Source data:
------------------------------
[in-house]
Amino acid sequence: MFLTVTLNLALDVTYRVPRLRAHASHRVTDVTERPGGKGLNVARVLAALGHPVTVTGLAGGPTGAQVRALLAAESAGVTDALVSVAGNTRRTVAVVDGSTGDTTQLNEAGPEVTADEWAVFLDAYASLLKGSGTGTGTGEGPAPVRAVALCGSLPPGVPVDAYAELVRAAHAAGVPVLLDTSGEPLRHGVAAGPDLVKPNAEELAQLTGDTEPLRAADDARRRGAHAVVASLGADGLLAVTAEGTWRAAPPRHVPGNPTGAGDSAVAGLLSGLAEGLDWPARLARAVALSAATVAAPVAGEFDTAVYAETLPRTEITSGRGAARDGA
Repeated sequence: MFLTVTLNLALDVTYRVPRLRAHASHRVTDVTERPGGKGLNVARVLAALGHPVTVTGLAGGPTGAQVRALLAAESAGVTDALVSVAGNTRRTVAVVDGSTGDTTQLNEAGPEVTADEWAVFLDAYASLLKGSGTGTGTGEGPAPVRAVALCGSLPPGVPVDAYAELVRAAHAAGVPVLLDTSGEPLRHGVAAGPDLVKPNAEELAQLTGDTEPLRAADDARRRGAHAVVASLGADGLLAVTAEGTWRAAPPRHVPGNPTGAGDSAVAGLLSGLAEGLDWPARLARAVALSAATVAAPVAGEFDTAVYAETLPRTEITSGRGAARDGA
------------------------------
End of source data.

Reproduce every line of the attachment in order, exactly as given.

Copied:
[in-house]
Amino acid sequence: MFLTVTLNLALDVTYRVPRLRAHASHRVTDVTERPGGKGLNVARVLAALGHPVTVTGLAGGPTGAQVRALLAAESAGVTDALVSVAGNTRRTVAVVDGSTGDTTQLNEAGPEVTADEWAVFLDAYASLLKGSGTGTGTGEGPAPVRAVALCGSLPPGVPVDAYAELVRAAHAAGVPVLLDTSGEPLRHGVAAGPDLVKPNAEELAQLTGDTEPLRAADDARRRGAHAVVASLGADGLLAVTAEGTWRAAPPRHVPGNPTGAGDSAVAGLLSGLAEGLDWPARLARAVALSAATVAAPVAGEFDTAVYAETLPRTEITSGRGAARDGA
Repeated sequence: MFLTVTLNLALDVTYRVPRLRAHASHRVTDVTERPGGKGLNVARVLAALGHPVTVTGLAGGPTGAQVRALLAAESAGVTDALVSVAGNTRRTVAVVDGSTGDTTQLNEAGPEVTADEWAVFLDAYASLLKGSGTGTGTGEGPAPVRAVALCGSLPPGVPVDAYAELVRAAHAAGVPVLLDTSGEPLRHGVAAGPDLVKPNAEELAQLTGDTEPLRAADDARRRGAHAVVASLGADGLLAVTAEGTWRAAPPRHVPGNPTGAGDSAVAGLLSGLAEGLDWPARLARAVALSAATVAAPVAGEFDTAVYAETLPRTEITSGRGAARDGA